Friday, September 25, 2009

adventures in BLAWG

the other week i put the word "kids" at the front of a post title. a comment was left, our first since july. and who left this comment? some fucking robot selling kids music, or some wierd virus thing. don't click through. it's just a robot.

in other news, my most recent post was slamming a news article written by one tom breihan. i found him transparently stupid.

well today he's reviewing a terrible album from a terrible new band called "Girls". first of all, even though he seems to respect the frontman, the fact that his mother was a prostitute is actually placed in the fourth sentence of the review, proving once and for all that press packets are humane. of course, like it's a wonderful life or jerry macgwire (spelled correctly in honor of Mark), there's a happy ending. "Then a local millionaire took Owens under his wing, and Owens moved to San Francisco." and now he has an adopted millionaire father and he's in a hip band. the end. some stories really are tragic, no?

now, if christopher owen, of Girls, did indeed have a very hard childhood, then i imagine it wasn't fun for him. but a little greusome is reading a writer idolize tragedy and poverty in this way, when only three days ago he was waxing nostalgic about his own hazy, dreamy youth in the suburbs. "You don't need to know Owens' story to intuit that there's something going on here. When I saw the band play SXSW, knowing nothing about them beyond their compulsively listenable 'Hellhole Ratrace' single, I wrote that the band's music sounds 'like the work of one deeply weird and possibly sad person.'" so being weird and sad, having a mother forced into prostitution... GOOD! that's COOL to us!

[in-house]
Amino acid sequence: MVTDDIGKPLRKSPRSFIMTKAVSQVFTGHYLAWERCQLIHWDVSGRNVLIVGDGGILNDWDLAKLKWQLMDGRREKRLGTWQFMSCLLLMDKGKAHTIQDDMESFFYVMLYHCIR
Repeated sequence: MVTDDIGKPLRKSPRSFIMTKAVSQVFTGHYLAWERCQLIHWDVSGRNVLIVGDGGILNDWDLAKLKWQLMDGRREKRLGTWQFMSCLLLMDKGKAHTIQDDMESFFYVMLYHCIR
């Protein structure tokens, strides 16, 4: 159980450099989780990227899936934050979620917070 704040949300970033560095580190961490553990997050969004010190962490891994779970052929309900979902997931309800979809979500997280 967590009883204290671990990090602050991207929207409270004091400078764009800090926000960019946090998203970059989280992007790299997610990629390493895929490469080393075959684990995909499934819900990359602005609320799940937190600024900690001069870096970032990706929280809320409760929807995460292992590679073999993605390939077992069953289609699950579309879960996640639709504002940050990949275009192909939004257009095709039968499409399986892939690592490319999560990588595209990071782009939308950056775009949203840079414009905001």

but there's something else going on here. watch: "It's the sort of story that can overwhelm a band so completely that you never really hear their music; you only hear the story. So it's a tribute to Album that you don't need to know one word of that first paragraph to hear it as what it is: a dizzily powerful piece of work." see? we love your tragic upbringing, but we don't want to think about it, and certainly don't want to hear YOU singing about it. write about your break-ups instead, that way your presonal tragedy can be reduced to a preamble, so college graduates who only think gutter punks are cool because they've never had to smell them will go out and buy your album.

tragedy's generally cool, but kind of too sincere for our age. we'd rather a tragic figure sing about really banal shit. that way we can identify with you AND feel superior at the same time.

the big problem is, as always, this band sucks. their music sucks. i mean, you've got to be fucking kidding me. to my ears, it isn't even remotely interesting. they're dull, forgettable, dime-a-dozen pop songs. familiar progressions soaked in reverb, and a white singer whose (totally authentic) self-loathing has taken a curiously audacious and public turn. i've seen this movie before and it sucks.

but what do i know? as with Real Estate a few days ago, Girls is "getting a ton of blog love." more and more, i've come to fully expect such bands to be terrible, allowing for the possibility of a shocking exception or two. and i think i know the reason why these bands always suck: because music blog culture is the full marriage of the music industry and junior-high school popularity politics (i.e. an emotionally stunted mob makes snap decisions about how good a person is, and that person may become royalty, until he does something that confuses or dissapoints the mob, at which point he has to change schools or live out his education as a parriah.)

and bands like this age about as well as the popular kid has.

finally, the phrase "compulsively listenable" should probably have it's eyes plucked out by grape scissors. meaning-wise, it's precisely as dumb as bud light's "drinkability" campaign.

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